What makes a good automotive tradesperson?

There’s a massive range of skills and qualities that we could rattle on about in trying to answer that question! The mix of these things probably changes from workshop to workshop too, as our industry is a big and complex one – what trade, and are we talking cars or trucks, main dealer or independent, diagnostic technician or service technician?

When it all boils down though, we think there’s a key set of attributes (beyond mechanical competence) that come up time and again when good automotive tradespeople are pointed out by their managers, their customers or their peers. No matter what sort of role you have in the automotive industry, the following list is a golden set of traits we’ve collected over the years. We think any automotive tradesperson should be striving for these things if they want to be the best they can be in their trade, to really become industry professionals:

  • A positive attitude. This comes up time and again talking with workshop managers about their staff, with one of our favourites in Sydney often saying, “I can teach someone to fix cars well, but I can’t teach them to want to do it.” Being a motor mechanic – a good motor mechanic (or any other auto tradesperson) – is impossible if you’re not prepared to challenge yourself to do something with the job that keeps you motivated. It could be your raw passion for the vehicles, your hunger for more skills and knowledge, your love of team work, or hitting budgets – find what drives you and show it
  • Great communication skills. If you aspire to be a professional in your trade, the ability to communicate well with everyone around you is essential. There isn’t one way to show this either – being calm and understanding with a frustrated customer is a different communication skill to giving a service advisor a very clear and detailed set of notes on a complicated job they might have trouble understanding themselves. Either way, the key thing is to consider how well you will be understood, and how your message contributes to getting the best outcomes. Fixing cars or trucks is only part of the job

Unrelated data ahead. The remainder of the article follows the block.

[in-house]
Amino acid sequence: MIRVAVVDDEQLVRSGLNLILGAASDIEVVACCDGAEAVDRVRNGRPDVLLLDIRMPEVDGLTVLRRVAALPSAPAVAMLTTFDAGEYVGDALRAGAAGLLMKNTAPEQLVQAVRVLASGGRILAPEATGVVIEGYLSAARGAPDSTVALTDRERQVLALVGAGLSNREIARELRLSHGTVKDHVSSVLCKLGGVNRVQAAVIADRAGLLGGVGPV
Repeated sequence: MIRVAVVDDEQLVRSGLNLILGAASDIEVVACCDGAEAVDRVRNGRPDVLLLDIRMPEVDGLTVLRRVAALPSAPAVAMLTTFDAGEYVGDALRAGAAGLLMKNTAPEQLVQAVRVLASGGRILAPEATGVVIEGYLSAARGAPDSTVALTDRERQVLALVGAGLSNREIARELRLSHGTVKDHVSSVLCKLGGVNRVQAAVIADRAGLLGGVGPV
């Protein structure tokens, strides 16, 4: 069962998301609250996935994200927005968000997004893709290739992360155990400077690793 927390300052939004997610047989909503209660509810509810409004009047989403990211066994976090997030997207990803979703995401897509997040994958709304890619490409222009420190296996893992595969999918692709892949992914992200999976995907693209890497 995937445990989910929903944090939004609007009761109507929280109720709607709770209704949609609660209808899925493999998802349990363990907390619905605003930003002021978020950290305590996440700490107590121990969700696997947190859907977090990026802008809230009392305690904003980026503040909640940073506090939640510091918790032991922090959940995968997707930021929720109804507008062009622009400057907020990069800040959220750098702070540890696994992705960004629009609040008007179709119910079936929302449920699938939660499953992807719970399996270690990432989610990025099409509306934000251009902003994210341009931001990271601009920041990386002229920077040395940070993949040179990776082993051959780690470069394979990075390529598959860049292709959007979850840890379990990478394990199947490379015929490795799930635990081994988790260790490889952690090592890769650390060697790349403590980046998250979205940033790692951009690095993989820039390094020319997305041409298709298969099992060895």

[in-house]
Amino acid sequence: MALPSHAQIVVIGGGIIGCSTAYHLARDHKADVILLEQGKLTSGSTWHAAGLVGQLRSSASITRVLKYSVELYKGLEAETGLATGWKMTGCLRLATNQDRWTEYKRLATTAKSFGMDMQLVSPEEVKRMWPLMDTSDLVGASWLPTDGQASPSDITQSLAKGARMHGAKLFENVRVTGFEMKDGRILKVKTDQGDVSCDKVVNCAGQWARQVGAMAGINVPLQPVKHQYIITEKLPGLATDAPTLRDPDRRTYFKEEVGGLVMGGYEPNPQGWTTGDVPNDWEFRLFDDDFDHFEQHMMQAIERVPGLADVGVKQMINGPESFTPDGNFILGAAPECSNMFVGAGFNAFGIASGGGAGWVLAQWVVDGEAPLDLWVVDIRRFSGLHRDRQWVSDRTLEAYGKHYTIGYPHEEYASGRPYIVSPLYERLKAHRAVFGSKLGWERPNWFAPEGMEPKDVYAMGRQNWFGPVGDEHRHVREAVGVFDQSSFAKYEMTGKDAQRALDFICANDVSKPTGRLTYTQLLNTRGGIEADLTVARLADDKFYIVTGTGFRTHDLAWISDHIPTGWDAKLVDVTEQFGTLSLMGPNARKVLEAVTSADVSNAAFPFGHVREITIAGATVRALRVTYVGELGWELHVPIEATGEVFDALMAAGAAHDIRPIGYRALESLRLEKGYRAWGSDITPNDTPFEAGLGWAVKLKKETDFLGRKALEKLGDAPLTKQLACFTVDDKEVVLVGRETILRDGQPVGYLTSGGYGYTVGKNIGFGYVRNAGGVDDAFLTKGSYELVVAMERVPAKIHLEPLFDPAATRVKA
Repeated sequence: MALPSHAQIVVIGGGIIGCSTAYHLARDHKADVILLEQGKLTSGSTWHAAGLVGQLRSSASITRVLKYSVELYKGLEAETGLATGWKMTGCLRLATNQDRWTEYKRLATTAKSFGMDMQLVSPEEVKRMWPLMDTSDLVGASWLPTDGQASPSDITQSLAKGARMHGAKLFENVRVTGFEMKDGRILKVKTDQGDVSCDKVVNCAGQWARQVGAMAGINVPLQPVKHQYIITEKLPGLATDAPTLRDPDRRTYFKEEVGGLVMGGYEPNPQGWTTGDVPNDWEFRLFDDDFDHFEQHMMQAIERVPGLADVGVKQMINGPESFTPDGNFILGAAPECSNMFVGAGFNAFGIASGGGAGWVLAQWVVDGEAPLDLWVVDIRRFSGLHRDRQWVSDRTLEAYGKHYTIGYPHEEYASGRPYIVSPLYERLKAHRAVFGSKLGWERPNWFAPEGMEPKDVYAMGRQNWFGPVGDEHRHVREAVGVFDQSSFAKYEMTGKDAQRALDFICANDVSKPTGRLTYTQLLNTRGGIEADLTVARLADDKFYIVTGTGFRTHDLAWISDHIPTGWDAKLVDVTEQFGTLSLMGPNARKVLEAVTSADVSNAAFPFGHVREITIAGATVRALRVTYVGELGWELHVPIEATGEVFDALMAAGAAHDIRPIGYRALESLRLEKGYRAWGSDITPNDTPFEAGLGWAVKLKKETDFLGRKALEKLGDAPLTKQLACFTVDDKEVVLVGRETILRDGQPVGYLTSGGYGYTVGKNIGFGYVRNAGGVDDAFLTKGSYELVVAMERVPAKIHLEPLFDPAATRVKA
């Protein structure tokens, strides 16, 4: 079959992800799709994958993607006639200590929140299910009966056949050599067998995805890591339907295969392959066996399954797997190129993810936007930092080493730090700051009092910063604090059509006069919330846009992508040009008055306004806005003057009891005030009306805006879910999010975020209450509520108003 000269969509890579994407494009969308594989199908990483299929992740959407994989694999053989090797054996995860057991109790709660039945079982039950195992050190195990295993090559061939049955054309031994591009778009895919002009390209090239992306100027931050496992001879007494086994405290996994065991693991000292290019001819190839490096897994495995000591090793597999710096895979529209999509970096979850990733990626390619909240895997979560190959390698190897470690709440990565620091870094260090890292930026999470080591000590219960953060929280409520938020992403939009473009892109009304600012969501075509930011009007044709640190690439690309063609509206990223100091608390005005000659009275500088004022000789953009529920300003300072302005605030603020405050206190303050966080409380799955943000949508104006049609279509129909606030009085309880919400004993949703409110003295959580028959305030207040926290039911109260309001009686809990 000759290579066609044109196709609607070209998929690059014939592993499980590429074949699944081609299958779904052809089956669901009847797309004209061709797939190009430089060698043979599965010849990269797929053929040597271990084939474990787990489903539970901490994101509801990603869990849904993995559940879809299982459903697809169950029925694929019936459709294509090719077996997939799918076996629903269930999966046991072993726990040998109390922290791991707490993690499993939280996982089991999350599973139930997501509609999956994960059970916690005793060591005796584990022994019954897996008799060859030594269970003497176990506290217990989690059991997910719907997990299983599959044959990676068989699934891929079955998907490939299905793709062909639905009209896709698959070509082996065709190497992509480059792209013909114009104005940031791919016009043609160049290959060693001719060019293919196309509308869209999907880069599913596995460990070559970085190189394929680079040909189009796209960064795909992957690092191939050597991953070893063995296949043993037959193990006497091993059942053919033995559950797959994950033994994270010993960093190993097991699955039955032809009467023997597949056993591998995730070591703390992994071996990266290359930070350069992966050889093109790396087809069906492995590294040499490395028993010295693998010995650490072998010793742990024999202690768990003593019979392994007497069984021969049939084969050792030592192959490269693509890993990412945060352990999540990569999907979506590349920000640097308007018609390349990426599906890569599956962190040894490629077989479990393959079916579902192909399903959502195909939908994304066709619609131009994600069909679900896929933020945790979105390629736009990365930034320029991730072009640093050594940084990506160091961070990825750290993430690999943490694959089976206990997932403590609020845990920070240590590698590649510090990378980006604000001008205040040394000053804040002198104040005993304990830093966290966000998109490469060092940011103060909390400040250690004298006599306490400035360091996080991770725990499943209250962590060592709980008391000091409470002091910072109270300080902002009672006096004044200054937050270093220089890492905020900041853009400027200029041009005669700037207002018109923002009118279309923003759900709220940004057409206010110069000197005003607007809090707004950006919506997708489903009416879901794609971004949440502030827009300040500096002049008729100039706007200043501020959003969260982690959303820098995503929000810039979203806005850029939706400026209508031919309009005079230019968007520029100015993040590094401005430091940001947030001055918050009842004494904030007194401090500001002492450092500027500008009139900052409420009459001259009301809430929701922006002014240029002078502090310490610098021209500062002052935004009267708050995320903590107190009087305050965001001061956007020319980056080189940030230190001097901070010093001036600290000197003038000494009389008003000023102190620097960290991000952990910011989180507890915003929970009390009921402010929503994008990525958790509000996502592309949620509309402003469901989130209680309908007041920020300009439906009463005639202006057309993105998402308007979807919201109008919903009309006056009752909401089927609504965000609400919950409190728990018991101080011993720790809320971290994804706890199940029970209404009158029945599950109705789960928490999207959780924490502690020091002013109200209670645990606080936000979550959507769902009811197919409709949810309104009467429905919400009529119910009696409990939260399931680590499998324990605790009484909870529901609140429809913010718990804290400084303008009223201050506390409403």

• Attention to detail. This relates to obvious things like minimising mistakes, decreasing the time jobs take, or improving customer satisfaction results. However, there’s more to it than that. Really good tradespeople (as an example) know that changing engine oil is expected, but fixing that unreported dash rattle might not be, and when it’s fixed (and communicated!) that attention to detail will not go unnoticed
  • Master the commercial aspect of your job. It’s sometimes easy to let the money behind the industry impact your passion as a motor mechanic, but good tradespeople embrace the commercial realities of the trade and master them. This means using targets to inspire and show some leadership, understanding that when money is being make because targets are reached, it’s a recognition of effort and the value of your qualities as a good motor mechanic

The best thing for a lot of people to keep in mind here is that none of this requires you to be a master technician, to have decades of experience, or to specialise in one manufacturer or vehicle component. If you incorporate these points into the way you work in the automotive industry, you’ll be on your way to being a good motor mechanic no matter which stage of your career you’re at, even if you’re just setting off.

If you’d like to chat about your experience and finding the right role to push your career forward in the ways this blog discusses, we’re here to help: https://app-au.techsonthemove.com/job-seekers/register-with-us-candidate/


The strengths of a motor mechanic career

Choosing a career as a motor mechanic is making a decision to join a time-honoured trade that has constantly evolved for over a century. Many of us fall into it through a family connection, whilst others are driven by a passion for their vehicle of choice. Others love problem solving and thrive on seeing things put right through hard work and patience. No matter your path into the trade, in any given workshop you’ll likely find another motor mechanic whose career was kicked off by the same impulse.